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Wiggins’ GC hopes slide out of control ahead of Giro time trial

  • By Neal Rogers
  • Published May. 10, 2013
  • Updated May. 10, 2013 at 7:54 PM EDT
Bradley Wiggins saw his time trial and GC hopes slide out on the descent from San Silvestro on Friday. Photo: Graham Watson | www.grahamwatson.com

PESCARA, Italy (VN) — The general classification of the Giro d’Italia slid out of control Friday in Pescara after Sky’s Bradley Wiggins crossed the finish line almost 90 seconds behind his main rivals following a dangerous, crash-marred descent from San Silvestro in the rain.

Wiggins was already in difficulty over the top of the climb, and after his crash, on a wet right-hand turn inside seven kilometers from the finish, he visibly lost his confidence, navigating turns with the uneasy caution of a shaken rider who has lost faith in the road surface.

The Tour de France champion was far from the only rider to crash in the finale on a series of slick, wet descents; Astana’s GC leader Vincenzo Nibali also slid out at high speed inside the final 10km. However, while Nibali quickly remounted and jumped into chase group, Wiggins never truly switched back into race mode. He was seen after the finish icing his right knee.

The impact of Wiggins’ crash was felt instantly, on the classification, and will be understood further after Saturday’s critical 54.8km time trial. He slipped from sixth overall, tied on time with defending champion Ryder Hesjedal (Garmin-Sharp) and three seconds behind Nibali, to 23rd, 1:27 behind Nibali and 1:24 behind Hesjedal.

On Friday morning, Wiggins was widely viewed as a favorite to win Saturday’s TT stage, and to take the maglia rosa. After his crash and time loss, both goals have been compromised. The Sky captain will no doubt feel the effects of the fall during his race against the clock; a stage win is far from guaranteed for the Olympic time trial champion, and assuming the race lead seems even less probable.

Given that Hesjedal won last year’s Giro by 15 seconds, Wiggins’ time loss can only be seen as a major blow in his bid to become a Tour and Giro champion.

Sky boss Dave Brailsford called Friday’s stage a setback, but said that Wiggins was not injured: “Ultimately, when you have difficult conditions like these and hard racing, this type of thing can happen. It’s a setback, but Brad’s still very much in the hunt. We’ve now got to take each day as it comes, focus on fully recovering tonight and hitting the time trial hard tomorrow. We’ll see where we are tomorrow night and take stock of the situation then.”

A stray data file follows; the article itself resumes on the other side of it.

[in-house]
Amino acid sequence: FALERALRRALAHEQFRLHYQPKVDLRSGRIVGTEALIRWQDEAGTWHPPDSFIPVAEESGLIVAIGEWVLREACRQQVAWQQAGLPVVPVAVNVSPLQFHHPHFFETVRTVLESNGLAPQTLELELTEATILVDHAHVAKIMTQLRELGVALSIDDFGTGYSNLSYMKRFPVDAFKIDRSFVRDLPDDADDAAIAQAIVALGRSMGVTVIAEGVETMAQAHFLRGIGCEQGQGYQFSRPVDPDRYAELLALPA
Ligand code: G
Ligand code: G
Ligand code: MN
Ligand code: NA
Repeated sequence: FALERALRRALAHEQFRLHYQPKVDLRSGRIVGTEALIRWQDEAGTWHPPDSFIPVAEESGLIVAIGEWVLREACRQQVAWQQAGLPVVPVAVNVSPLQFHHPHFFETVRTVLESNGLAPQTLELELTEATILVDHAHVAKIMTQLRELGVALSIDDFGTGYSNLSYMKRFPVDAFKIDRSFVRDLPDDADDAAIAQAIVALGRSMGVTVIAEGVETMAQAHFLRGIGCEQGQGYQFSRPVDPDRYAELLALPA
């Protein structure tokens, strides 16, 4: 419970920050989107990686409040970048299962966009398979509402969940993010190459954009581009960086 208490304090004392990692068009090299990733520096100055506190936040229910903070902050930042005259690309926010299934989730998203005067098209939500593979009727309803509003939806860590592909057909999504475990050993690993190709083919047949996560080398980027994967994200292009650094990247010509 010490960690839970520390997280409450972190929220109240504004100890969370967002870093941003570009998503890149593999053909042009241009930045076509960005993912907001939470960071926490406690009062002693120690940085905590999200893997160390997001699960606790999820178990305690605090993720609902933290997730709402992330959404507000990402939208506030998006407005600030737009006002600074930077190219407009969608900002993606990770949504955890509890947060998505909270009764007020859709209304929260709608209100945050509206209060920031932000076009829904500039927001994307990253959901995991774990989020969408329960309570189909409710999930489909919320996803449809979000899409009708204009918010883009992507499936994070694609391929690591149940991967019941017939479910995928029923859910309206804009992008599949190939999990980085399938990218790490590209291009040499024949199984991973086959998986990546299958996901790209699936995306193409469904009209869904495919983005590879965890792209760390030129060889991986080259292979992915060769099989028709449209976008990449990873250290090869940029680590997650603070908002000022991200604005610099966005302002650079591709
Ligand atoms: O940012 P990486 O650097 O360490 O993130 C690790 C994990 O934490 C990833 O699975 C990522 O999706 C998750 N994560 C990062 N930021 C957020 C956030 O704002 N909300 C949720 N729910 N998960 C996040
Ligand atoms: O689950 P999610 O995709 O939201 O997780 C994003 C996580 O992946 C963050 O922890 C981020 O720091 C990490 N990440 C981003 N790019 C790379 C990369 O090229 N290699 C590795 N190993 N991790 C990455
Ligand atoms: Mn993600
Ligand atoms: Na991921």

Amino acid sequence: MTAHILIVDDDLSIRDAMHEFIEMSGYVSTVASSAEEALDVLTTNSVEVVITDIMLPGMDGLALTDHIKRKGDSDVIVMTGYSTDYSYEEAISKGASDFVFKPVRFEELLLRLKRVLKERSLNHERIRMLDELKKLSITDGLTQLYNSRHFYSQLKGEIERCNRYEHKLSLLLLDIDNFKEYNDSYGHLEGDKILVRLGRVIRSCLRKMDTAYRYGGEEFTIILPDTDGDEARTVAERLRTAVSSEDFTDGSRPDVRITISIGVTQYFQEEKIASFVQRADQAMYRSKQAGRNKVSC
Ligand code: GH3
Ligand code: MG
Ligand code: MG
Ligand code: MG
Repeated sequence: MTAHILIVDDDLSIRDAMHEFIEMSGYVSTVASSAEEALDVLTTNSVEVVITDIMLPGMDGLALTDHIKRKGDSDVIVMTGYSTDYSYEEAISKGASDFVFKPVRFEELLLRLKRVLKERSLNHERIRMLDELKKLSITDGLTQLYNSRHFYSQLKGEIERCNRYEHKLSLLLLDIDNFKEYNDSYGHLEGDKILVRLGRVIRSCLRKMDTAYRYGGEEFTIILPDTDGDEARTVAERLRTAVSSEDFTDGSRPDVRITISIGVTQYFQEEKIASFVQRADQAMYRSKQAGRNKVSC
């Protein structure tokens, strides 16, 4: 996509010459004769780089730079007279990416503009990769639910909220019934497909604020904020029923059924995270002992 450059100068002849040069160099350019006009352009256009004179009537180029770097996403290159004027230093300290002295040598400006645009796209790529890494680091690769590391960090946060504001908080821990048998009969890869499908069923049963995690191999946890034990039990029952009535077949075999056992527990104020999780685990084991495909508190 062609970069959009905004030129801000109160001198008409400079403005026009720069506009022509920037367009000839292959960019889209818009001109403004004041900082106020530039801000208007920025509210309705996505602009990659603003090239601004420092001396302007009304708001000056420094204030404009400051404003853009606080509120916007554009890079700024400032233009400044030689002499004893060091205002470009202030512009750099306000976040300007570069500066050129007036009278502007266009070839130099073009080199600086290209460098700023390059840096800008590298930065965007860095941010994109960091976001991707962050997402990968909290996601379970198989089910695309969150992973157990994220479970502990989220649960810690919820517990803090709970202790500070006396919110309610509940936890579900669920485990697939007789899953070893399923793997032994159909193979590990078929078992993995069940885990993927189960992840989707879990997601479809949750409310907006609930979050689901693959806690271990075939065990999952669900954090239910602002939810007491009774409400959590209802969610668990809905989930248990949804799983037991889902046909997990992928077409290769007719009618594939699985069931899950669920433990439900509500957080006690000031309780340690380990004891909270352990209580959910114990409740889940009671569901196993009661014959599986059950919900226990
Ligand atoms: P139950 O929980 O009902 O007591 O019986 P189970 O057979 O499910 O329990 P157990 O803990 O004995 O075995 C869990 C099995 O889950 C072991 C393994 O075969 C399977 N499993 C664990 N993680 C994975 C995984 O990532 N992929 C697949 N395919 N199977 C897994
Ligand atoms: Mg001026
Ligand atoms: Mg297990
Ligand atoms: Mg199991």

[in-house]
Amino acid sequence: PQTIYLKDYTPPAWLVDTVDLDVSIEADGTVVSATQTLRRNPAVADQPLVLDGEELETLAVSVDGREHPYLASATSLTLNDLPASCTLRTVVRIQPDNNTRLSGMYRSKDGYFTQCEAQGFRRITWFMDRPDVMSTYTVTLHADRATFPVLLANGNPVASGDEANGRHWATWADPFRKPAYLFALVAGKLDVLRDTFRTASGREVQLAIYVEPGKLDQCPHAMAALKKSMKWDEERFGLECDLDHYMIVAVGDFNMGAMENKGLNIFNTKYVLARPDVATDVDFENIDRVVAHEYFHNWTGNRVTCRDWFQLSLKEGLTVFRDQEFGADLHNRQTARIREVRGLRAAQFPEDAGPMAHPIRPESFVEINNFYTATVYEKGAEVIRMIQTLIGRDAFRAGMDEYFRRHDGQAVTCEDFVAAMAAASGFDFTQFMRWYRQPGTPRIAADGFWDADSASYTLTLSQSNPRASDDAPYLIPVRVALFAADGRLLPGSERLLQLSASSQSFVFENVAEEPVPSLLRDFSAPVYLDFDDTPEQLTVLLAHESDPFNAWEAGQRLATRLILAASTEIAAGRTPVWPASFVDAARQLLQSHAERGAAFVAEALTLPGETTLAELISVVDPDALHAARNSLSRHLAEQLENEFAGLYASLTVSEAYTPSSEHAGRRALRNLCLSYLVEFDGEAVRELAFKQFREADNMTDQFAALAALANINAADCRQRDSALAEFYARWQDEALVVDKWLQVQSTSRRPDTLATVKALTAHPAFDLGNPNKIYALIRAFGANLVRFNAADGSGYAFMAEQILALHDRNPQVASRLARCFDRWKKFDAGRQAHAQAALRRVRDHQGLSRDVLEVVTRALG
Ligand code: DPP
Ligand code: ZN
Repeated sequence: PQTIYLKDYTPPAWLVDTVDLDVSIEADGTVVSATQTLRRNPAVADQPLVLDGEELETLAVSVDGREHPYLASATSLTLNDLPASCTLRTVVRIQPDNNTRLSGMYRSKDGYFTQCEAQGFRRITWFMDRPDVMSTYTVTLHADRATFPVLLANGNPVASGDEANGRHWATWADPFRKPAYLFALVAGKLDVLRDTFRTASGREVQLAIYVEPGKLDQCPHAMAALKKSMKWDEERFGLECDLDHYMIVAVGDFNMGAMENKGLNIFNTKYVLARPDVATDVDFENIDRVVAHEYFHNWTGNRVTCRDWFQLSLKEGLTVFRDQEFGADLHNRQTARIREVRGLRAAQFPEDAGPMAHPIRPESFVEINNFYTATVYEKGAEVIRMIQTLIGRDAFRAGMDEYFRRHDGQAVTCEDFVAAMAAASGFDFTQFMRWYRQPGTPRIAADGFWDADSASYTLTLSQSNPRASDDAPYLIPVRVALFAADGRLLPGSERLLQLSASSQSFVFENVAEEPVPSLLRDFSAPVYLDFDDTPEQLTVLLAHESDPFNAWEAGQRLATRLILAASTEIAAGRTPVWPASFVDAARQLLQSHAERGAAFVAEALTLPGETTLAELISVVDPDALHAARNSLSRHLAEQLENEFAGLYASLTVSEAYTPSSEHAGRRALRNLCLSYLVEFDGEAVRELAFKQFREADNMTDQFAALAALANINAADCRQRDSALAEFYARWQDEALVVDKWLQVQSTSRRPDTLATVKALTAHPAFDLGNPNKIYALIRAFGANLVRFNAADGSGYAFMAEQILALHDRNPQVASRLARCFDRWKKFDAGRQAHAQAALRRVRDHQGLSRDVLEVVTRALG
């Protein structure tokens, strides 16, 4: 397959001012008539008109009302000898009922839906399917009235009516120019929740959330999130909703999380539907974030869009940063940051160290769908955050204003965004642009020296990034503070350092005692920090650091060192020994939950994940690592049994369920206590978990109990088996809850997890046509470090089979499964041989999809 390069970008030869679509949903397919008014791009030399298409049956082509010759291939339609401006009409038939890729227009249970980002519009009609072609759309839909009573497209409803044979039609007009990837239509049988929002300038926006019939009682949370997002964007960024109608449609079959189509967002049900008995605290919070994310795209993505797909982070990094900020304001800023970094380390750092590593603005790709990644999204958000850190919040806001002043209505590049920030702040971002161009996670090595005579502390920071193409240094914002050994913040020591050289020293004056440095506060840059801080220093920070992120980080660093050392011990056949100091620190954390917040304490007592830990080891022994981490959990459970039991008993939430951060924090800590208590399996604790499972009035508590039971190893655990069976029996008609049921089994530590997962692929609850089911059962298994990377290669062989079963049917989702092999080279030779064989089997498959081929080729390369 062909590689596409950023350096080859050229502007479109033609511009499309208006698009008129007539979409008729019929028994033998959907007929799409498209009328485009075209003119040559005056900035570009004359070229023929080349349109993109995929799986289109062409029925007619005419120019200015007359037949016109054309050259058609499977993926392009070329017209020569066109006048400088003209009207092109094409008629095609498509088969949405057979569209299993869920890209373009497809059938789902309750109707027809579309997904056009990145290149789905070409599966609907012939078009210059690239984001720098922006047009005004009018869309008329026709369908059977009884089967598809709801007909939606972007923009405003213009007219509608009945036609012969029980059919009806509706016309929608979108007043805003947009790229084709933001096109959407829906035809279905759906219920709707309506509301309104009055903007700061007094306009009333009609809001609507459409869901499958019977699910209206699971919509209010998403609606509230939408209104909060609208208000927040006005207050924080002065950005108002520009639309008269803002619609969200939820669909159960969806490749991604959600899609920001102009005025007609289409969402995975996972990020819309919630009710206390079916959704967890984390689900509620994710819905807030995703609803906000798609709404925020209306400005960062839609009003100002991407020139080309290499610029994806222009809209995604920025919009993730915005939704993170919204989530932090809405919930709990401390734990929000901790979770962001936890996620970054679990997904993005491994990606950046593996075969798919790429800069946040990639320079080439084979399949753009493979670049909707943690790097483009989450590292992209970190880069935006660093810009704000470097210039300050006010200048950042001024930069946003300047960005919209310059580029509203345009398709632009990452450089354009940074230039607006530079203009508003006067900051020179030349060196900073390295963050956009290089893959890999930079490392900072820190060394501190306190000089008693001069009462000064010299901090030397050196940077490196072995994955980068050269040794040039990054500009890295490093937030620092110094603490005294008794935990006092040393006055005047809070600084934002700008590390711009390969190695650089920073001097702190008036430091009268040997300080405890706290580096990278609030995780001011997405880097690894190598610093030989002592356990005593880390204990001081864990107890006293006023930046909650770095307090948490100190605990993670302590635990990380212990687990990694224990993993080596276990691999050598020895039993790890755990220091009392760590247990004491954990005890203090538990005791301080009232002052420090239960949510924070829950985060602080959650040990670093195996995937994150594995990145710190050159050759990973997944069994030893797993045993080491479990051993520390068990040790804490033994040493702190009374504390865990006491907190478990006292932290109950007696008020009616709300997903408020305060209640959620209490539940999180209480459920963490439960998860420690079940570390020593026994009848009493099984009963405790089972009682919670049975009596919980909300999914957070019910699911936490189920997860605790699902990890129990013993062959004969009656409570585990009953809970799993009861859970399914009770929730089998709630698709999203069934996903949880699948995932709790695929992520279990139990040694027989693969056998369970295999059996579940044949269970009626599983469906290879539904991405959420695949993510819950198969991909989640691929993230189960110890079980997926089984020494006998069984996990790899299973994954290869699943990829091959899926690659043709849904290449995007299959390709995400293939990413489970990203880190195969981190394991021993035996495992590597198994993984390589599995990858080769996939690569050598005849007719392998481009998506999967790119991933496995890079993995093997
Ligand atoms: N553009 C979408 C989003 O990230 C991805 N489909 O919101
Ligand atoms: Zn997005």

Other than Wiggins, all of the major GC contenders — Nibali, Hesjedal, Cadel Evans (BMC Racing), Robert Gesink (Blanco), Samuel Sánchez (Euskaltel-Euskadi), and Michele Scarponi (Lampre-Merida) — finished on the same time.

“Today was a very important finish, but there are still two weeks of racing left to this Giro, and a lot can happen,” Nibali said.

And while that’s true, a lot has already happened, particularly on Friday to the Tour de France champion.

Light rain fell outside the Team Sky bus Friday night in the coastal resort town of Gabbice Mare, where the stage 8 time trial begins. The weather forecast calls for a 60-percent chance of rain, turning to thunderstorms in the afternoon, meaning plenty more can, and will, happen on Saturday.

FILED UNDER: Giro d'Italia / News / Road TAGS: /

Neal Rogers

Neal Rogers

Neal Rogers is editor in chief of Velo magazine and VeloNews.com. An interest in all things rock 'n' roll led him into music journalism while attending UC Santa Cruz, on the central coast of California. After several post-grad years spent waiting tables, surfing, and mountain biking, he moved to San Francisco, working as a bike messenger, and at a software startup. He moved to Boulder, Colorado, in 2001, taking an editorial internship at VeloNews. He never left. When not traveling the world covering races, he can be found riding his bike, skiing, or attending a concert.

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